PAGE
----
Key researchers:
Teck Resources, JKTech, Department of Resources


Theme 2: Evaluating the geochemical and geotechnical properties of mine waste 

Tracking and managing the placement of waste material at an operational site is crucial to establish if geoenvironmental risks have been suitably minimized. This theme employs established and emerging tools for investigating the geochemical and geotechnical properties of mine waste.

Our geoenvironmental laboratories can undertake a range of bespoke static and kinetic testing to determine the acid forming properties of future and existing mine wastes.

In late-2022, MIWATCH are kicking off a new program exploring the application of environmental geophysics for characterizing Queensland’s mine waste and in 2023, we will be using drone-based technologies to further understand these challenging sites.

Key researchers:
Department of Resources, Newcrest, MMG Ltd, Grange Resources


Theme 3: Characterisation of existing mine wastes to find future critical metal resources

Mining has a critical role in providing essential mineral commodities for the transition to low emission energy generation, transmission and storage required to meet emission reduction targets and minimise global warming. However, there is increasing global focus on: i) Environmental, Social and Governance (ESG) risks in mining; ii) adoption of circular economy principles; and iii) waste reduction across all industries. Motivated by this a new business opportunity to perform ‘secondary prospectivity’ analysis on mine waste is gaining momentum. In Europe, Chile, Canada, Australia and the United States alone, significant efforts by both Government organisations and the mining industry are underway to characterize and determine valorisation options for mine waste. For example, in Queensland, Australia reprocessing of tailings is being undertaken at the Century Mine to recover zinc, with plans to also recover gold at both Mt Morgan and the Tick Hill mines. Similarly, in Tasmania, Australia remining tailings at the Hellyer mine for lead, zinc, gold and silver has been ongoing since the late 2010s.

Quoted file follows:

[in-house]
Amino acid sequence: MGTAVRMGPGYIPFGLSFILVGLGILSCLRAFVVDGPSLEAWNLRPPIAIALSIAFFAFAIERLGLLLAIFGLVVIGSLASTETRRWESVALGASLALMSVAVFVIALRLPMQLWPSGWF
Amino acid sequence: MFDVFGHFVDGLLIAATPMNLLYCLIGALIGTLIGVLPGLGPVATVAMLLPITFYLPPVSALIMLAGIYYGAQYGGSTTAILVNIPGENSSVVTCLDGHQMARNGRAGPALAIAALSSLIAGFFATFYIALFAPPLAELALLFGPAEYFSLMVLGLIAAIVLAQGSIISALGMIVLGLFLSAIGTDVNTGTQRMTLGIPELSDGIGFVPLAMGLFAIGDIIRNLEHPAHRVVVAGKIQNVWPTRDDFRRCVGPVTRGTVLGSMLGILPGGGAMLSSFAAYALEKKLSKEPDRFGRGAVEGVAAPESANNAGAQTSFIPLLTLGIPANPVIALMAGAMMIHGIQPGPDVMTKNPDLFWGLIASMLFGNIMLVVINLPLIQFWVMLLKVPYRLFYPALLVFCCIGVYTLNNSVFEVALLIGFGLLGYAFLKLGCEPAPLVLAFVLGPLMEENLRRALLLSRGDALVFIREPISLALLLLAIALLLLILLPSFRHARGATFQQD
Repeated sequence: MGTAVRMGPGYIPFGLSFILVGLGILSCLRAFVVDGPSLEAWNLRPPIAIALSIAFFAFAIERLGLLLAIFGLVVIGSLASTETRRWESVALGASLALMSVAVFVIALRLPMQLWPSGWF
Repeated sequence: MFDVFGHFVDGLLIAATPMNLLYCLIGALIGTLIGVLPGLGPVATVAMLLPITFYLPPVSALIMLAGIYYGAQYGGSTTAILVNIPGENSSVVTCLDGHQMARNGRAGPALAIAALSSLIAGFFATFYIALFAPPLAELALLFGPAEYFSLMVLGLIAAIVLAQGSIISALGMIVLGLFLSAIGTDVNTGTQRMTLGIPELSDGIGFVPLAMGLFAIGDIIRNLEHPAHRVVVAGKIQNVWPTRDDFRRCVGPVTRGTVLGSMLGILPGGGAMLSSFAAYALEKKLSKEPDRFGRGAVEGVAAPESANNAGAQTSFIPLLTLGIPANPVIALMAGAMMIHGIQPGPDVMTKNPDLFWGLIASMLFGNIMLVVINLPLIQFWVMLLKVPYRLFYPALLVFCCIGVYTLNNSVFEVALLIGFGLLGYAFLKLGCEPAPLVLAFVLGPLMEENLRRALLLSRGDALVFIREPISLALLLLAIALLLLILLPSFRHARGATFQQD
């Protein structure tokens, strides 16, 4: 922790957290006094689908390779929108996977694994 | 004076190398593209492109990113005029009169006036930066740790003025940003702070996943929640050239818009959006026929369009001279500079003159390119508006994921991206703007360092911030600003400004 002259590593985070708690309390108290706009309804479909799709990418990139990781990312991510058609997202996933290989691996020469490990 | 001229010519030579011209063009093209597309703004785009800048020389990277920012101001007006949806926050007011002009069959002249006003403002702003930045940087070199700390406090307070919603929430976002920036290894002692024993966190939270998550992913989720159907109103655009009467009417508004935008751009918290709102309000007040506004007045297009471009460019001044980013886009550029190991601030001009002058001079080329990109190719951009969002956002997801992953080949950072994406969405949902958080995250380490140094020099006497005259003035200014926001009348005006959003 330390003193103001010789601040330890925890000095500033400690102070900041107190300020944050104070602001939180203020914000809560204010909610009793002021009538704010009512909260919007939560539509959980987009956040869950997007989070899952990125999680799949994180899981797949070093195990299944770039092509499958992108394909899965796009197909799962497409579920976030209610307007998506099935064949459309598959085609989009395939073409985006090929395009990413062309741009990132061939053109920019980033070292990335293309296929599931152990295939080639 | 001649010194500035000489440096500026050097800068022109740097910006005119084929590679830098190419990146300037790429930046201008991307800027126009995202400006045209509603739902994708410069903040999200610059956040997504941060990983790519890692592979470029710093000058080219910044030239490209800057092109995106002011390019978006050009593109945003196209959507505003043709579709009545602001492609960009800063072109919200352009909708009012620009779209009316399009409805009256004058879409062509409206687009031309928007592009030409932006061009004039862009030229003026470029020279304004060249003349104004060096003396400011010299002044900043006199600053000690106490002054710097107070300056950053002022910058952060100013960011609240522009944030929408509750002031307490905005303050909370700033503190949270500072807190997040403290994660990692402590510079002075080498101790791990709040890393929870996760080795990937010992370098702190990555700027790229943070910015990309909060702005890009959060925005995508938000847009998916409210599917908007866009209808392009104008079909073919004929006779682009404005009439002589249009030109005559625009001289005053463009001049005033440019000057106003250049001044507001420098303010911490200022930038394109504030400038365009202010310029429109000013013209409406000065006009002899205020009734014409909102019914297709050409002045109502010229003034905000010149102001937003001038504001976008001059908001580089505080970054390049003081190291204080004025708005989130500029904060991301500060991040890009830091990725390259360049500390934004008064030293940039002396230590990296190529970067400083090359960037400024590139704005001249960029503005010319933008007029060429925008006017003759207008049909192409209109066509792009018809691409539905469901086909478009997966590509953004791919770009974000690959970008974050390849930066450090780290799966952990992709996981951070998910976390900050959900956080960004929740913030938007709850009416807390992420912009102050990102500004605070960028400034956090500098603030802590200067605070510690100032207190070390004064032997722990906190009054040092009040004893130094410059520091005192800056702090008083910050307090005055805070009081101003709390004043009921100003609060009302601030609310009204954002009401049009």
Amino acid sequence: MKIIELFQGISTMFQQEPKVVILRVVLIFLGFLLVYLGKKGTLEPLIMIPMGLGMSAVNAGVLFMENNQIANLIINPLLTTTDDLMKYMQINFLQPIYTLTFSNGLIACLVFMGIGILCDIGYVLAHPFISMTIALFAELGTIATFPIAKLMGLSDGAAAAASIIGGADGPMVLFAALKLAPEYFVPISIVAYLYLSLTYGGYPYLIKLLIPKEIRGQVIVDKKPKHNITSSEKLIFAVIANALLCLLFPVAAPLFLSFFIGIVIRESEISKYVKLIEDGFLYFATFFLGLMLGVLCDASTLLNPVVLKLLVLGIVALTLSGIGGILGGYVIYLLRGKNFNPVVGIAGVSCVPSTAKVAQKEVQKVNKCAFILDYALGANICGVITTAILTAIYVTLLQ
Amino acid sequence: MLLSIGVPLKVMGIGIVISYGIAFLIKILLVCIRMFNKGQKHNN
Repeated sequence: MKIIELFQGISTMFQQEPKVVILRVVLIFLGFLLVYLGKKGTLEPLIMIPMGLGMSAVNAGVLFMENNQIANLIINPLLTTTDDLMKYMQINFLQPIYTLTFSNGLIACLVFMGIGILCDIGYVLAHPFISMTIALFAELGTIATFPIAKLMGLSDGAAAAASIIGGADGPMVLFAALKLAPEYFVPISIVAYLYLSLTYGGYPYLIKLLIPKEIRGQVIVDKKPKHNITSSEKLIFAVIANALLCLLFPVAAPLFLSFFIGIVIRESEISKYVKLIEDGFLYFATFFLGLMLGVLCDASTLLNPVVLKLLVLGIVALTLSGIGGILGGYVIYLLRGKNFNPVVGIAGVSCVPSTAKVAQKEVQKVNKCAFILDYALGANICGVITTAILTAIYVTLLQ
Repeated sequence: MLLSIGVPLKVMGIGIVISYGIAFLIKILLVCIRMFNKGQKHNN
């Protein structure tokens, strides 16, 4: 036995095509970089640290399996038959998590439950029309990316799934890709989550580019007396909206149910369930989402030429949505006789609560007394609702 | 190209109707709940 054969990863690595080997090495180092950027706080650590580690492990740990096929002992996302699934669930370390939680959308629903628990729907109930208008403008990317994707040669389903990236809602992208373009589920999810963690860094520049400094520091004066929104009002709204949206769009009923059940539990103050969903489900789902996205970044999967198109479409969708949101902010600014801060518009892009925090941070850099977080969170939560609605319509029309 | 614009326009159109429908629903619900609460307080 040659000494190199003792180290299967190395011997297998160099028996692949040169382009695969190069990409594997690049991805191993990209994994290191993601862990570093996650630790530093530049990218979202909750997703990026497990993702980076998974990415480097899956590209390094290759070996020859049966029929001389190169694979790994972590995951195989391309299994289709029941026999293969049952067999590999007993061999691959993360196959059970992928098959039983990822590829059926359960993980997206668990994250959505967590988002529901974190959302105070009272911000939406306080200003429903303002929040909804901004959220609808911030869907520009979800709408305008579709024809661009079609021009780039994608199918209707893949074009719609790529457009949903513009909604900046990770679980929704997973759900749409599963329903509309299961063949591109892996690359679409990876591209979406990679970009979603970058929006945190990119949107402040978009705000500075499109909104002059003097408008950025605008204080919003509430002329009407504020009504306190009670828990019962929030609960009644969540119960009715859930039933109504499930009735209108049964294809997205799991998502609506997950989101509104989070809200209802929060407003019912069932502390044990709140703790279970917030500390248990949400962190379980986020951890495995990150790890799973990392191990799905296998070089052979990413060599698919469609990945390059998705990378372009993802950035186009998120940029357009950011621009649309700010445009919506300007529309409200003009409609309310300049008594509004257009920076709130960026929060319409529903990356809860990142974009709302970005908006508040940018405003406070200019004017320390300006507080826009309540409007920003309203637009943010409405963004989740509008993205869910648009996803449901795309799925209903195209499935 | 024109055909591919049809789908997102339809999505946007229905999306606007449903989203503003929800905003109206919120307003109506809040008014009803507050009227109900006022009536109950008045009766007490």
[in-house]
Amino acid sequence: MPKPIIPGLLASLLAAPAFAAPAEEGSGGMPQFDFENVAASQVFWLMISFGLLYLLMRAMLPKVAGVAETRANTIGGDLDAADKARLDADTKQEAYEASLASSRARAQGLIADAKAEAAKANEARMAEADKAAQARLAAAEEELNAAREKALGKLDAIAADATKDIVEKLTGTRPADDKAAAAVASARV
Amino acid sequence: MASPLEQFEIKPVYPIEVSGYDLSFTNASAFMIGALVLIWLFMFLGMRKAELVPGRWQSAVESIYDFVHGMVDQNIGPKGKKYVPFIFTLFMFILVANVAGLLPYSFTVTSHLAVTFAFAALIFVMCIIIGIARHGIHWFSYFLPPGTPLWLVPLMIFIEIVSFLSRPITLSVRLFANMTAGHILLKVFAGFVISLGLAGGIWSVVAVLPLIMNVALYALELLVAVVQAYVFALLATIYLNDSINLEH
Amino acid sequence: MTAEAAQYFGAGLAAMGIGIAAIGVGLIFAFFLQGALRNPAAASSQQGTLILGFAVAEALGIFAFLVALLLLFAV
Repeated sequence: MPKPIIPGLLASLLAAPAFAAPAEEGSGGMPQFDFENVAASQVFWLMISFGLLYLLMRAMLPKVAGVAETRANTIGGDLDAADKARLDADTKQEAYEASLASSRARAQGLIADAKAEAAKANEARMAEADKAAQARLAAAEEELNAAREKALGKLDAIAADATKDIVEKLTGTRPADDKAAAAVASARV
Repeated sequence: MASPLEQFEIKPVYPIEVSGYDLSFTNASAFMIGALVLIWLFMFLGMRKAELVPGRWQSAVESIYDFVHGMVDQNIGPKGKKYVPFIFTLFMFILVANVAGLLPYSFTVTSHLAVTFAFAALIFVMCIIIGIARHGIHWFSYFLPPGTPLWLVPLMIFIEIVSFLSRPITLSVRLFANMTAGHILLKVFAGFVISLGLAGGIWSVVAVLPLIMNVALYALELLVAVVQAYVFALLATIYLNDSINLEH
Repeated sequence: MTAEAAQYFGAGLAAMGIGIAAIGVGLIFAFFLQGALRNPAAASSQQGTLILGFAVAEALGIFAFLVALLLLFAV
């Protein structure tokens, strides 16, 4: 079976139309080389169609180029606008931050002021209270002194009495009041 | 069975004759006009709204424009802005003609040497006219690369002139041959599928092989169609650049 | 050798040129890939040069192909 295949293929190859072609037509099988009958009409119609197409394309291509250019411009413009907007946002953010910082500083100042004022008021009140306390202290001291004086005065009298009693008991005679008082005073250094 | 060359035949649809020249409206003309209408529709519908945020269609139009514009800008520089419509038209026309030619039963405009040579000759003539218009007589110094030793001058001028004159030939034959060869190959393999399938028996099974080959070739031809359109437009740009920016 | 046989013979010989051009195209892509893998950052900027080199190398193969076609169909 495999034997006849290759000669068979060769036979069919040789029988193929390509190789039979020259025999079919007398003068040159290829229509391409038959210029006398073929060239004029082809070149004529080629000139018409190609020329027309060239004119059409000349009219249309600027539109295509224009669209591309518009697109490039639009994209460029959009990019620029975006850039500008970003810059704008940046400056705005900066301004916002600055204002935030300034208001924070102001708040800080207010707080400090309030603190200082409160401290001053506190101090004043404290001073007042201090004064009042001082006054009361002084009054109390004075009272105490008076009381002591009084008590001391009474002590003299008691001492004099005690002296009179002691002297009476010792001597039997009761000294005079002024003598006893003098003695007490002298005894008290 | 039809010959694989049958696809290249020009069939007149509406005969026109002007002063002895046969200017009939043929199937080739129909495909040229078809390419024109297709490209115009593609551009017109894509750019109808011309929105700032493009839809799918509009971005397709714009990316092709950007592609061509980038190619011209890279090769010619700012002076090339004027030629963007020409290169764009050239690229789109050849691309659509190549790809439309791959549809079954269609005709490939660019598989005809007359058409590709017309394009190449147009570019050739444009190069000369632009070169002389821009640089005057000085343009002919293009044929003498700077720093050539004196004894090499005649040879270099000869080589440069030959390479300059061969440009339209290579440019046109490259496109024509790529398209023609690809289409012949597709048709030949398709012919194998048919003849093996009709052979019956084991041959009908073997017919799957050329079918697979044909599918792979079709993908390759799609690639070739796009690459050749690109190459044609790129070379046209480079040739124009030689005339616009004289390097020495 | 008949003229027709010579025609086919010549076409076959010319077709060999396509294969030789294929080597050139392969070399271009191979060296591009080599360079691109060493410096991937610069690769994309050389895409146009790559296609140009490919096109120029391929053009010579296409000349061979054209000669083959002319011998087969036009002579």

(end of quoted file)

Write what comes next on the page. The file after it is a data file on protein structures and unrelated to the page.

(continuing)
New research activities to continue exploration in these ‘next-gen ore deposits’ is underway across Australia with significant funding from State and Federal Government agencies and forms the foundation of this theme. Using an integrated chemistry-mineralogy-mineral-geobiology approach, we are exploring Australia’s existing mine waste to find new resources of several critical metals (e.g., cobalt, rare earth elements and indium). This new information will be used to develop a mine waste atlas of Australia to be delivered in 2024. Working across SMI and UQ, we are actively researching reprocessing and metal extraction options where significant resources have been identified. 

This theme aims to breath new life into old mines to identify resources for the low carbon future.

Key researchers:
QLD Department of Resources, New South Wales State Government, Tasmanian State Government, Geoscience Australia, NTGS, GSSA, JOGMEC, Grange Resources, MMG Ltd

MIWATCH updates

See the latest from the MIWATCH research group on their blog.